A study of 4,190 suicides in Sacramento County over a 58-year period showed no correlation to the phase of the moon. A 1992 paper by Martens, Kelly, and Saklofske reviewed twenty studies examining correlations between Moon phase and suicides. Most of the twenty studies found no correlation and the ones that did report positive results were inconsistent with each other.[10]

Psychiatrist Arnold Lieber of the University of Miami reported a correlation of homicides in Dade County to moon phase, but later analysis of the data — including that by astronomer George Abell — did not support Lieber's conclusions. Kelly, Rotton, and Culver point out that Lieber and Carolyn Sherin used inappropriate and misleading statistical procedures. When more appropriate tests were done, no correlation between homicides and the phase of the moon was found.

Astronomer Daniel Caton analyzed 70,000,000 birth records from the National Center for Health Statistics, and found no correlation between an increased birth rate and the full moon phase.[11] Kelly, Rotton, and Culver report that Caton examined 45,000,000[citation needed] births and found a weak peak around the third quarter phase of the Moon, while the full moon and new moon phases had an average or slightly below average birth rate.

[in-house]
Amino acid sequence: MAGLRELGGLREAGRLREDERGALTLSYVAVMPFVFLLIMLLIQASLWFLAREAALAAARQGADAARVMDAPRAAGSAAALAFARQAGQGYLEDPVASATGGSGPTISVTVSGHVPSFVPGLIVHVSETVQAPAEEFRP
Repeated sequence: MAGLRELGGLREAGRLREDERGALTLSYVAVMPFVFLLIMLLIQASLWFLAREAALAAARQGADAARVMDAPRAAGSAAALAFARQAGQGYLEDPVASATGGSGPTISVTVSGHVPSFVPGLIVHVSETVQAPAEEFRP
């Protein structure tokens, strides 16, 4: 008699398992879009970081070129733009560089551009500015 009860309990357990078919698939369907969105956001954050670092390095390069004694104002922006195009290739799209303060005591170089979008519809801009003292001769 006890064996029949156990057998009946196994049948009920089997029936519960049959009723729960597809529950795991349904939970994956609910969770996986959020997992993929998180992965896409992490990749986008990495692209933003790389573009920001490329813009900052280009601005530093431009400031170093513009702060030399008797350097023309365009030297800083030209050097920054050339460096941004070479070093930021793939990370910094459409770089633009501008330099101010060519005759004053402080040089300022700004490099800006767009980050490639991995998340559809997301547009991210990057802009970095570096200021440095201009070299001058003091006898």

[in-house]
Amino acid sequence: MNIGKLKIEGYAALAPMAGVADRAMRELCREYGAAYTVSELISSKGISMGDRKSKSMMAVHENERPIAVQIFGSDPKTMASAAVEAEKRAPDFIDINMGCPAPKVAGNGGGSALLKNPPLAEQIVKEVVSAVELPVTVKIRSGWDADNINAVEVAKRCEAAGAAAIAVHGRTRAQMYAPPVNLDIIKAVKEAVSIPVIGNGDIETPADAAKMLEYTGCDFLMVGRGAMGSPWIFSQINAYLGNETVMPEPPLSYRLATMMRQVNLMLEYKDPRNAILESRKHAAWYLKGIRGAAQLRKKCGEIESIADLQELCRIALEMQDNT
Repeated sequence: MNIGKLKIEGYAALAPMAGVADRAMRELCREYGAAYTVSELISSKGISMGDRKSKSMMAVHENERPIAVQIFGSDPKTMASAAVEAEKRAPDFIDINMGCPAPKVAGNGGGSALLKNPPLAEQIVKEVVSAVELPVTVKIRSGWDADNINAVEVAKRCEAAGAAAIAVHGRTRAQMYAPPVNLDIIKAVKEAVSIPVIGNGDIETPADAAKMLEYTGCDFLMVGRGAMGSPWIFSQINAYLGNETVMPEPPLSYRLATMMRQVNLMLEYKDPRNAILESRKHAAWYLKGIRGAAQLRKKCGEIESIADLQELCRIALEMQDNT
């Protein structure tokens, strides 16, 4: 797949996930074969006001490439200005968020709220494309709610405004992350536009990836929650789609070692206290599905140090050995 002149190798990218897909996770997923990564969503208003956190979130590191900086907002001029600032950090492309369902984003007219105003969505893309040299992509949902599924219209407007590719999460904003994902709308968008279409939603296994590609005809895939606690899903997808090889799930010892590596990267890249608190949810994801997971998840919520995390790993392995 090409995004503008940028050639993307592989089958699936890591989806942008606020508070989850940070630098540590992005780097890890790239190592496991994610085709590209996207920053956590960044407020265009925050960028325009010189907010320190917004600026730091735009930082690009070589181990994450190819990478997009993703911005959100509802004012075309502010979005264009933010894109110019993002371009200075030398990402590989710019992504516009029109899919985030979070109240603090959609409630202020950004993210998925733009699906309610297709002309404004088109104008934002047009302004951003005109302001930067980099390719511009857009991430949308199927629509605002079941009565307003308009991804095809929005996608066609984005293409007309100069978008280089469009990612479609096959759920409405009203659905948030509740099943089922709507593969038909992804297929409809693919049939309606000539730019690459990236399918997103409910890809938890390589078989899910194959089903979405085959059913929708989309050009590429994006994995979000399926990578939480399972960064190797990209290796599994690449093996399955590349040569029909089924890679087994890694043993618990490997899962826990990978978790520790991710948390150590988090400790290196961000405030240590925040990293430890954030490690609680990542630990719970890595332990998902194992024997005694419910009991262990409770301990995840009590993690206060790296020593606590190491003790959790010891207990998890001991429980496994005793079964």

In 1959 Walter and Abraham Menaker reported that a study of over 510,000 births in New York City showed a 1 percent increase in births in the two weeks following the full moon. In 1967 Walter Menaker studied another 500,000 births in New York City, and found a 1 percent increase in births in the two-week period centered on the full moon. In 1973 M. Osley, D. Summerville, and L. B. Borst studied another 500,000 births in New York City, and they reported a 1 percent increase in births before the full moon. In 1957 Rippmann analyzed 9,551 births in Danville, PA and found no correlation between the birth rate and the phase of the moon.[12]

A fifteen month study in Jacksonville, Florida revealed no lunar effect on crime and hospital room admittance. In particular:

  • There was no increase in crime on full moons, according to a statistical analysis by the Jacksonville Police Department. Five of the fifteen full moons had a higher than average rate of crime while ten full moons had a lower than average rate. The higher-than-average days were during warmer months.
  • Statistical analysis of visits to Shands Hospital emergency room showed no full moon effect. Emergency room admissions may have more to do with the day of the week.[13]

Religion and folklore

Across the world, there has been an abundance of pseudoscientific theories and superstitions based on this premise. One theory claims that the moon has a perceived relationship to fertility due to the corresponding human menstrual cycle, which averages 28 days.[1] The cycle of lunar phases is 29.53 days long. However, only about 30 percent of women have a cycle length within two days of the average.[citation needed]